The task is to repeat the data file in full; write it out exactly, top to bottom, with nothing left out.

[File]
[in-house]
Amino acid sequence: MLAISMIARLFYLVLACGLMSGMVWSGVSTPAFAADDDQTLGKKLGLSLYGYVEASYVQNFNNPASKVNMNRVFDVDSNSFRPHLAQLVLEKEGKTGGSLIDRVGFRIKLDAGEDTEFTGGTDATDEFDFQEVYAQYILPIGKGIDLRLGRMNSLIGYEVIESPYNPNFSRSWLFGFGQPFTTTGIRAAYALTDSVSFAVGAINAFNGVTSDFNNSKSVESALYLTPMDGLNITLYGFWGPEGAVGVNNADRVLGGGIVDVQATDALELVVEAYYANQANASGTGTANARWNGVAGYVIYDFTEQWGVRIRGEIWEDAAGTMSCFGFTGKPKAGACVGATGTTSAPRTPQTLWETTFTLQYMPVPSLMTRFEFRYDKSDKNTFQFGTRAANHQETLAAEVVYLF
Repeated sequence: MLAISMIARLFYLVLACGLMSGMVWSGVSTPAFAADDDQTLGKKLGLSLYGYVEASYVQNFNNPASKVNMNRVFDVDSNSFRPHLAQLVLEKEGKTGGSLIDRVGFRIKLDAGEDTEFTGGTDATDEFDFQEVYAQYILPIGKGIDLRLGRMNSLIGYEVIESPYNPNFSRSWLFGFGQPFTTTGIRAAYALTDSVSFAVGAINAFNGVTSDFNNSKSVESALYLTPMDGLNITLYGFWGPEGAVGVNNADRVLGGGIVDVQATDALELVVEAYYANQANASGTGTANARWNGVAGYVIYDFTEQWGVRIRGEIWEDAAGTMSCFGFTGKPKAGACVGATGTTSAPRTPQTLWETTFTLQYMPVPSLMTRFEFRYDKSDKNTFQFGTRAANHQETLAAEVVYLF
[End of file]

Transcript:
[in-house]
Amino acid sequence: MLAISMIARLFYLVLACGLMSGMVWSGVSTPAFAADDDQTLGKKLGLSLYGYVEASYVQNFNNPASKVNMNRVFDVDSNSFRPHLAQLVLEKEGKTGGSLIDRVGFRIKLDAGEDTEFTGGTDATDEFDFQEVYAQYILPIGKGIDLRLGRMNSLIGYEVIESPYNPNFSRSWLFGFGQPFTTTGIRAAYALTDSVSFAVGAINAFNGVTSDFNNSKSVESALYLTPMDGLNITLYGFWGPEGAVGVNNADRVLGGGIVDVQATDALELVVEAYYANQANASGTGTANARWNGVAGYVIYDFTEQWGVRIRGEIWEDAAGTMSCFGFTGKPKAGACVGATGTTSAPRTPQTLWETTFTLQYMPVPSLMTRFEFRYDKSDKNTFQFGTRAANHQETLAAEVVYLF
Repeated sequence: MLAISMIARLFYLVLACGLMSGMVWSGVSTPAFAADDDQTLGKKLGLSLYGYVEASYVQNFNNPASKVNMNRVFDVDSNSFRPHLAQLVLEKEGKTGGSLIDRVGFRIKLDAGEDTEFTGGTDATDEFDFQEVYAQYILPIGKGIDLRLGRMNSLIGYEVIESPYNPNFSRSWLFGFGQPFTTTGIRAAYALTDSVSFAVGAINAFNGVTSDFNNSKSVESALYLTPMDGLNITLYGFWGPEGAVGVNNADRVLGGGIVDVQATDALELVVEAYYANQANASGTGTANARWNGVAGYVIYDFTEQWGVRIRGEIWEDAAGTMSCFGFTGKPKAGACVGATGTTSAPRTPQTLWETTFTLQYMPVPSLMTRFEFRYDKSDKNTFQFGTRAANHQETLAAEVVYLF